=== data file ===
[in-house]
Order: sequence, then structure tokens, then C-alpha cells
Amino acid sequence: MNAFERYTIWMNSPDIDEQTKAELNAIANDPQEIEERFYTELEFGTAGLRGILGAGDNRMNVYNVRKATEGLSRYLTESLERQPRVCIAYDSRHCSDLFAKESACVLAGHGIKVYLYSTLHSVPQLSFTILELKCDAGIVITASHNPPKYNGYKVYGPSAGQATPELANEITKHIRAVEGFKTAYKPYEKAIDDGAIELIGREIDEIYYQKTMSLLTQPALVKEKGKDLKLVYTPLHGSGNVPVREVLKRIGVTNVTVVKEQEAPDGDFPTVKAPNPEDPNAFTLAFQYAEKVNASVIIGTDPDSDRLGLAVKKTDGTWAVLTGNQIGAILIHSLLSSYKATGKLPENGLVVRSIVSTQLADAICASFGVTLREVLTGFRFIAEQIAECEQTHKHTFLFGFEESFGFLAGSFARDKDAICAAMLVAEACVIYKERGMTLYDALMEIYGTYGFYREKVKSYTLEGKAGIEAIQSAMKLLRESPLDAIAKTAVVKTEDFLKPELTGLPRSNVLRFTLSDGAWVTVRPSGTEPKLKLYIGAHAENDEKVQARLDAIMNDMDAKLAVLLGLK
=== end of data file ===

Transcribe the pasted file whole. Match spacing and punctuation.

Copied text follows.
[in-house]
Order: sequence, then structure tokens, then C-alpha cells
Amino acid sequence: MNAFERYTIWMNSPDIDEQTKAELNAIANDPQEIEERFYTELEFGTAGLRGILGAGDNRMNVYNVRKATEGLSRYLTESLERQPRVCIAYDSRHCSDLFAKESACVLAGHGIKVYLYSTLHSVPQLSFTILELKCDAGIVITASHNPPKYNGYKVYGPSAGQATPELANEITKHIRAVEGFKTAYKPYEKAIDDGAIELIGREIDEIYYQKTMSLLTQPALVKEKGKDLKLVYTPLHGSGNVPVREVLKRIGVTNVTVVKEQEAPDGDFPTVKAPNPEDPNAFTLAFQYAEKVNASVIIGTDPDSDRLGLAVKKTDGTWAVLTGNQIGAILIHSLLSSYKATGKLPENGLVVRSIVSTQLADAICASFGVTLREVLTGFRFIAEQIAECEQTHKHTFLFGFEESFGFLAGSFARDKDAICAAMLVAEACVIYKERGMTLYDALMEIYGTYGFYREKVKSYTLEGKAGIEAIQSAMKLLRESPLDAIAKTAVVKTEDFLKPELTGLPRSNVLRFTLSDGAWVTVRPSGTEPKLKLYIGAHAENDEKVQARLDAIMNDMDAKLAVLLGLK